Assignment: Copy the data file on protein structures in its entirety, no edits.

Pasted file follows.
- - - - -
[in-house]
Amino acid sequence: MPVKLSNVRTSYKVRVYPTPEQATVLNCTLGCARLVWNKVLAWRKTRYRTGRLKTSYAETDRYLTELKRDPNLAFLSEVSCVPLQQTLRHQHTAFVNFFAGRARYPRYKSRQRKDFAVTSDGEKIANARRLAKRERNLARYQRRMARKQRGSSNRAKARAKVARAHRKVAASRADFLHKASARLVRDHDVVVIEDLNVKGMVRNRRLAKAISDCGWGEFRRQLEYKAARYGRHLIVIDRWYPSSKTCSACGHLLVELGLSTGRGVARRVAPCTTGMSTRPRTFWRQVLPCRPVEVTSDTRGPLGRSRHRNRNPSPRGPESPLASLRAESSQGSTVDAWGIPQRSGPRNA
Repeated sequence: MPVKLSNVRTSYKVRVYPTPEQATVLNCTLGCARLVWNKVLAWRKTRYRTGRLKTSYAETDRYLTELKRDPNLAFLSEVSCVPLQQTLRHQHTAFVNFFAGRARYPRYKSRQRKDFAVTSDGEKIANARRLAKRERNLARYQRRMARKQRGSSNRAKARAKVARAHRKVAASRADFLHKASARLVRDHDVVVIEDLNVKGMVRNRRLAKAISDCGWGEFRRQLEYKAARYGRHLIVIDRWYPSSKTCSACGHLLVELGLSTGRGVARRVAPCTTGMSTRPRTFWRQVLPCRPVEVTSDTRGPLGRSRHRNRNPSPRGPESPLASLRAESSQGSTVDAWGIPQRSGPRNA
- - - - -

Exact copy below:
[in-house]
Amino acid sequence: MPVKLSNVRTSYKVRVYPTPEQATVLNCTLGCARLVWNKVLAWRKTRYRTGRLKTSYAETDRYLTELKRDPNLAFLSEVSCVPLQQTLRHQHTAFVNFFAGRARYPRYKSRQRKDFAVTSDGEKIANARRLAKRERNLARYQRRMARKQRGSSNRAKARAKVARAHRKVAASRADFLHKASARLVRDHDVVVIEDLNVKGMVRNRRLAKAISDCGWGEFRRQLEYKAARYGRHLIVIDRWYPSSKTCSACGHLLVELGLSTGRGVARRVAPCTTGMSTRPRTFWRQVLPCRPVEVTSDTRGPLGRSRHRNRNPSPRGPESPLASLRAESSQGSTVDAWGIPQRSGPRNA
Repeated sequence: MPVKLSNVRTSYKVRVYPTPEQATVLNCTLGCARLVWNKVLAWRKTRYRTGRLKTSYAETDRYLTELKRDPNLAFLSEVSCVPLQQTLRHQHTAFVNFFAGRARYPRYKSRQRKDFAVTSDGEKIANARRLAKRERNLARYQRRMARKQRGSSNRAKARAKVARAHRKVAASRADFLHKASARLVRDHDVVVIEDLNVKGMVRNRRLAKAISDCGWGEFRRQLEYKAARYGRHLIVIDRWYPSSKTCSACGHLLVELGLSTGRGVARRVAPCTTGMSTRPRTFWRQVLPCRPVEVTSDTRGPLGRSRHRNRNPSPRGPESPLASLRAESSQGSTVDAWGIPQRSGPRNA